It was starting to drizzle as Zon Legacy Phoenix dropped into a full split in Downtown Crossing on Friday afternoon. A modest but growing audience, persuaded by the music — and perhaps the 30-foot-tall arch of rainbow balloons — to brave the rain, gathered to watch the lineup of drag queens.
There was glitter face painting and free Pride flags, too, but the drag show was the main attraction at the second annual DTX Pride by Drag Tease event. Organized by Men of Melanin Magic and sponsored by the Downtown Boston Business Improvement District, it was one of the first in a series of free events offered for Pride Month in Boston — the Pride Parade kicks off tomorrow at 11 a.m. in Copley Square.
Even as the rain intensified, the queens continued dancing under the overhang in front of Macy’s to loud cheers from the audience. The performers were from Drag Tease, a group that puts on a weekly drag brunch hosted at Game On! sports bar at Fenway Park, the largest such brunch in the city.
“I think it’s amazing to bring a different demographic to the public eye,” said Thiago Pego, the director of production for Men of Melanin Magic who helped organize the show.
About 90 percent of the Drag Tease cast are transgender women of color, Pego said. It’s an attempt to disrupt what he describes as Boston’s relatively homogenous drag scene — “white men in wigs,” he quipped.
The event’s goal was to open a creative, safe space for performers — especially “baby queens” — to create their art, he said.
“I want [the performers] to feel as celebrated as possible,” he said. “We are their safe space.”
Still, in the context of anti-LGBTQ+ legislation passing around the country, Pego emphasized that safety was a priority when planning the event. Since the beginning of this year, organizers have doubled the security presence at Drag Tease events in response to a rise in physical threats, he said. But he remained determined to stick to the organization’s mission of “making queer joy accessible.”
Phoenix, 27, a full-time drag queen, explained that this year’s Pride Month holds special significance to her in the context of anti-LGBTQ+ laws that have been moving through state legislatures across the country.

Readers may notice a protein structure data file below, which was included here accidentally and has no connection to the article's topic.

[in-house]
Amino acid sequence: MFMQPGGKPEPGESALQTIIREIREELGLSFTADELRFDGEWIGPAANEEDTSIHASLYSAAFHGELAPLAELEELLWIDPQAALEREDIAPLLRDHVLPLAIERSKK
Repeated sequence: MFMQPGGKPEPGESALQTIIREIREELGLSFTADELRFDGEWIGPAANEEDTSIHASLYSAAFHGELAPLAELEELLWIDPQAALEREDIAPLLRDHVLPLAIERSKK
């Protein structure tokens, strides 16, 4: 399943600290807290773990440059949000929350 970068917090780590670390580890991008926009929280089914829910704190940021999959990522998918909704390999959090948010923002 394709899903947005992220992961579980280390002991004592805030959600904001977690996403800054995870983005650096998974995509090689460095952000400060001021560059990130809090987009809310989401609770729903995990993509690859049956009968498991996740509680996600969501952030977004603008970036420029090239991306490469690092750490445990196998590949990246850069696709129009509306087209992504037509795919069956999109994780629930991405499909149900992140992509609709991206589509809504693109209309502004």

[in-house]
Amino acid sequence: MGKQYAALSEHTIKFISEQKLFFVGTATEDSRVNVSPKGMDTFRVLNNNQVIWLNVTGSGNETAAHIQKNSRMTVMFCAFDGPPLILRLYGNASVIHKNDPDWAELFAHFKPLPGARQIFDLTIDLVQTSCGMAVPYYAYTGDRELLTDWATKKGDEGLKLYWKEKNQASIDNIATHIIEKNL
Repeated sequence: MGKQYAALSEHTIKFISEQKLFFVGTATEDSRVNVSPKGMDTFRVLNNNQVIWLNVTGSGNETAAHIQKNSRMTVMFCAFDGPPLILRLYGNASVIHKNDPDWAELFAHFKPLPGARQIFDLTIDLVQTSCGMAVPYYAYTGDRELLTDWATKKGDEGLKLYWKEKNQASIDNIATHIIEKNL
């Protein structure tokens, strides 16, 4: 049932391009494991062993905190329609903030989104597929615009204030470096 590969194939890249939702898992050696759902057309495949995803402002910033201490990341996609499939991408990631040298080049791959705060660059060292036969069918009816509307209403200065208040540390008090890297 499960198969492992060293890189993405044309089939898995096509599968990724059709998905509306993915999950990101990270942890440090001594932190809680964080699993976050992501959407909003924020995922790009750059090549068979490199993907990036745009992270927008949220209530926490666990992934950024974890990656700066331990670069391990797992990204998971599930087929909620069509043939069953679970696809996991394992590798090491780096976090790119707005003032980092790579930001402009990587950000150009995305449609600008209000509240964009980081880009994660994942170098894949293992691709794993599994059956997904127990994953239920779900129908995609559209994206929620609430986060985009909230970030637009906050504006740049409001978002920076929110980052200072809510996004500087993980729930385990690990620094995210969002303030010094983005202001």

“I think this Pride is most important because it’s not only about pride and being happy and celebrating what we have, but it’s also about protecting our rights,” Phoenix said.
The mood was joyful on Summer Street as audience members danced and waved Pride flags in the air. Quan Dixon, 22, from Mattapan, was excited to see their first in-person drag show. “Seeing them has inspired me – I need to get my wardrobe up a little more! But, like, oh my God, it’s fun!”
Michelle Eggers, a Boston resident in her 50s, said she stumbled across the event by accident. “We heard the music and I’m like, ‘I think that’s a Pride event! Let’s go check it out.’” She said she is planning on attending more Pride events later this month.
Michael Nichols, the president of Downtown Boston Business Improvement Corporation, said the rain was “a little bit of a curveball,” but he was happy to see people enjoying themselves at the event. He said he hoped attendees would come away from the event with the impression that ”Downtown Boston is a welcoming place and that truly no matter who you are, where you come from, you’ve got a home in Downtown Crossing.”